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Bulletin No. 2 Go-to-Market

Conquering the Cosmetotextiles Market

The Exploitation Pathways of the Horizon 2020 Project SKHINCAPS

Written by Carla Silva, Mariana Ornelas, Alice Ribeiro, Catarina Nobre, CeNTI

The main ambition of the SKHINCAPS project was the development of everyday products, such as cosmetics and textiles, containing customised and safe nanocapsules able to impart special functionalities to these products. The Horizon 2020-funded project ran from October 2015 to September 2019 with a total investment of around EUR 3.2 million.

Coordinated by CENTI, a research entity in the north of Portugal, it had three more research institutions (UPC, IWV and VTT) and four SMEs (DEVAN, BIONANOPLUS, TELIC and PROACTIVE) involved, all with well-defined roles and responsibilities in the project. In particular, the project has explored an in situ self-assembly nanoencapsulation technology, based on sustainable and cost-effective processes and ingredients leading to innovations in the cosmetic and textile sectors. Natural active ingredients such as Phase Change Materials (PCM), Antioxidants/Vitamins and Essential Oils, were encapsulated in biocompatible and biodegradable polymers to achieve thermal comfort as well as antioxidant and antimicrobial features. The main objective of SKHINCAPS was the development of functional textiles and cosmetics, containing nanocapsules produced using this scalable technology.

Results achieved: functionalised textiles and cosmetic products

Mainly due to their strong consortium commitment and involvement in the project, the partners managed to achieve the main objectives initially proposed. The major outcomes can be seen in the different prototypes developed within the project:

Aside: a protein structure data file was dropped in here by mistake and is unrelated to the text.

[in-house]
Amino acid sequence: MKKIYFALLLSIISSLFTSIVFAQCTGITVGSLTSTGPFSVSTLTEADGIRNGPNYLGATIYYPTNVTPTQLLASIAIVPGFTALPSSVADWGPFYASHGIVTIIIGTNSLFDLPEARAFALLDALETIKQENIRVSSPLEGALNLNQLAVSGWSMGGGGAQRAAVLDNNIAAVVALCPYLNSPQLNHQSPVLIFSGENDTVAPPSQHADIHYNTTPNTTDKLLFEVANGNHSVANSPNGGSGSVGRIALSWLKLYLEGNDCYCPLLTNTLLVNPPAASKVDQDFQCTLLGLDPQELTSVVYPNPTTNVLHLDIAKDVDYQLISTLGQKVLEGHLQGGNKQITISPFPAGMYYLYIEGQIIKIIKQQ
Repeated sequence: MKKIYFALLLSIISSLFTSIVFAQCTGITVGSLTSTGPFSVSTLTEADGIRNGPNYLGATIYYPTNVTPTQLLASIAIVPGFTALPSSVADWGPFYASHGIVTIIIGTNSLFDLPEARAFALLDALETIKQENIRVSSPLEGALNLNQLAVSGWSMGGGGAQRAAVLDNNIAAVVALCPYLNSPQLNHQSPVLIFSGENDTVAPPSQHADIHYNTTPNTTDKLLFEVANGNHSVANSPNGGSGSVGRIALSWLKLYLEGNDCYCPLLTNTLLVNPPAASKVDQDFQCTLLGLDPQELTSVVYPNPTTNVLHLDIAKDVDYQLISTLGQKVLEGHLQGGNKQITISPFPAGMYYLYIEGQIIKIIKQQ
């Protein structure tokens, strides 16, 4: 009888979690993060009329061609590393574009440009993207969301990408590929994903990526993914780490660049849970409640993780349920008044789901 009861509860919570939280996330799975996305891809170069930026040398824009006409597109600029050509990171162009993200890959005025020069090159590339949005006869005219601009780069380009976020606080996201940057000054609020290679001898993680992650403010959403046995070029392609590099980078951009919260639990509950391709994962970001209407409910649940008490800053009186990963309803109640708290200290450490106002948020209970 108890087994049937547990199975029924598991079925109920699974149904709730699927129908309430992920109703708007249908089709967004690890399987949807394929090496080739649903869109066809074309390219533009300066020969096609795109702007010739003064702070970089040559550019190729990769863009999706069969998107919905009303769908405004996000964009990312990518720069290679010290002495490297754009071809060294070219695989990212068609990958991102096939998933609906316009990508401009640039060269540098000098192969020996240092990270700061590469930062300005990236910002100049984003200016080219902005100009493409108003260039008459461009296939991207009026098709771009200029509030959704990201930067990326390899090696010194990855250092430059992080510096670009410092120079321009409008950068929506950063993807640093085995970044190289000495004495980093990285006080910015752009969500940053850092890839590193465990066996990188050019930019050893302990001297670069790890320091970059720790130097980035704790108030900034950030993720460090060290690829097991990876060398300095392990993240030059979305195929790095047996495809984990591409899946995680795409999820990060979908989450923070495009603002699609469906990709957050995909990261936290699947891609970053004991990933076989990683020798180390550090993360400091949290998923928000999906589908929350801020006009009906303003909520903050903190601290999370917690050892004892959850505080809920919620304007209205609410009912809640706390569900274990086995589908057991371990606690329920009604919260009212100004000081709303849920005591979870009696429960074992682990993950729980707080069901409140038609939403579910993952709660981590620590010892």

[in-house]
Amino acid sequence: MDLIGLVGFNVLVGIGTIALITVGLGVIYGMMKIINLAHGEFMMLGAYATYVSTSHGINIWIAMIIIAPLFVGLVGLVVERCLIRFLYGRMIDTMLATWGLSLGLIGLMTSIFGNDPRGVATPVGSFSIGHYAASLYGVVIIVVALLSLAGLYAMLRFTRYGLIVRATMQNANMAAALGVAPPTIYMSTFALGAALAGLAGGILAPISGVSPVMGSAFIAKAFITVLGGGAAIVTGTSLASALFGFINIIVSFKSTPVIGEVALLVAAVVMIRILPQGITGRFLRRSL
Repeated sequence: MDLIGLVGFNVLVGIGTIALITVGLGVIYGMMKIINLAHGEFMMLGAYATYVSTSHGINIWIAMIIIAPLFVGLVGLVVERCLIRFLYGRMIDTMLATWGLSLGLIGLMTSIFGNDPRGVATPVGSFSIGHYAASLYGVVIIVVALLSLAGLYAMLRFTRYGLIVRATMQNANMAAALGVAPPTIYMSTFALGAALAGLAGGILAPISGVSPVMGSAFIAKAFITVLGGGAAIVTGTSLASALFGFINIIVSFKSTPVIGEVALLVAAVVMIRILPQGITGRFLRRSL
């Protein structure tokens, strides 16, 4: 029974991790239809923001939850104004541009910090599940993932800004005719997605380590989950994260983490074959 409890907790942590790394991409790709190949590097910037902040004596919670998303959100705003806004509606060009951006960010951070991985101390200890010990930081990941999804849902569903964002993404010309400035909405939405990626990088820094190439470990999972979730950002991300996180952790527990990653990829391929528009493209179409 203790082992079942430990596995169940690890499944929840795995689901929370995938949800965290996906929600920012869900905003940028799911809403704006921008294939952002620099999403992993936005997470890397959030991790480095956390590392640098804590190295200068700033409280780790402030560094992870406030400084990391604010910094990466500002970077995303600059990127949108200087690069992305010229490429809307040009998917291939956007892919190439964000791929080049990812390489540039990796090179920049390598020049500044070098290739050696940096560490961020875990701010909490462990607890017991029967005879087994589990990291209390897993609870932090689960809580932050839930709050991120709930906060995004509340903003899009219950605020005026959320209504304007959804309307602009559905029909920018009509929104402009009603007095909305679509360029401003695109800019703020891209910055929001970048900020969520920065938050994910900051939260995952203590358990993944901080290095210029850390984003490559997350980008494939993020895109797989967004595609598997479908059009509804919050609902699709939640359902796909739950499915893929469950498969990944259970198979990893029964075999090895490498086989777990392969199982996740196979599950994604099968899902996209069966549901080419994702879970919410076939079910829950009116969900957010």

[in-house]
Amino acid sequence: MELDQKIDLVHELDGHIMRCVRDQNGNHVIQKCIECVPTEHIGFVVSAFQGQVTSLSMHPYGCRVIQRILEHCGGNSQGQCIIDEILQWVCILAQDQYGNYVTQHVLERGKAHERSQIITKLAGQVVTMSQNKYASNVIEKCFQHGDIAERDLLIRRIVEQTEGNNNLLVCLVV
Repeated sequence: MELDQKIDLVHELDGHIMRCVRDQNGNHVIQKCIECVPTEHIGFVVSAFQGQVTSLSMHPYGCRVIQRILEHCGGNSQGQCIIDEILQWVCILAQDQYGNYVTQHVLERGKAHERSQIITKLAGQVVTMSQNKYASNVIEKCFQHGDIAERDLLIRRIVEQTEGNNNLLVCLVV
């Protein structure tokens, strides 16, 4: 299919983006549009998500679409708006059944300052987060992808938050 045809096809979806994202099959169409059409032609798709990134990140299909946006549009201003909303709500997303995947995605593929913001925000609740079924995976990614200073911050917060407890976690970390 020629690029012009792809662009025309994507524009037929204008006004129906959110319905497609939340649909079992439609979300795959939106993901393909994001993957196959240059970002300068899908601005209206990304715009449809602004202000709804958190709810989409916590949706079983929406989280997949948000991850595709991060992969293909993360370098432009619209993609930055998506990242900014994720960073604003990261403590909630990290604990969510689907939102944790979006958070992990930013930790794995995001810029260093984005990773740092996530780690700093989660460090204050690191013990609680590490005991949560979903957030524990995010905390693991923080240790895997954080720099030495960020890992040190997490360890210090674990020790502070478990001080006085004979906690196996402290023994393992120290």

Functionalised textiles to be used as first layer garments were developed with proved thermal comfort properties, validated both in vitro - by Differential Scanning Calorimetry - and in vivo

within a study conducted with healthy volunteers. These textiles are meant to be used both in warm and cold environments and they function as a thermal barrier, keeping human body temperature uniform even with external temperature changes. The applied nanocapsules were designed to have a non-release profile mechanism that can guarantee the entrapment of the PCM even after several washing cycles.

Demonstrators of anti-wrinkle creams and serum were also developed with nanocapsules containing a cocktail of natural antioxidants and vitamins, with proved anti-ageing capacity. This property was achieved by a triggered release mechanism in the developed nanocapsules, in which the active ingredients are released upon specific pH and skin temperature. Its efficacy was proved in vitro - by DPPH scavenging assay, Cellular Antioxidant Activity and Elastase Inhibition - and in vivo - evaluation of healthy volunteers’ skin upon the cosmetic usage, with external dermatological control. Moreover, textiles treated with these nanocapsules containing natural essential oils also proved to have anti-ageing capacity, by DPPH scavenging assay, being the release of the essential oil triggered by the presence of body sweat.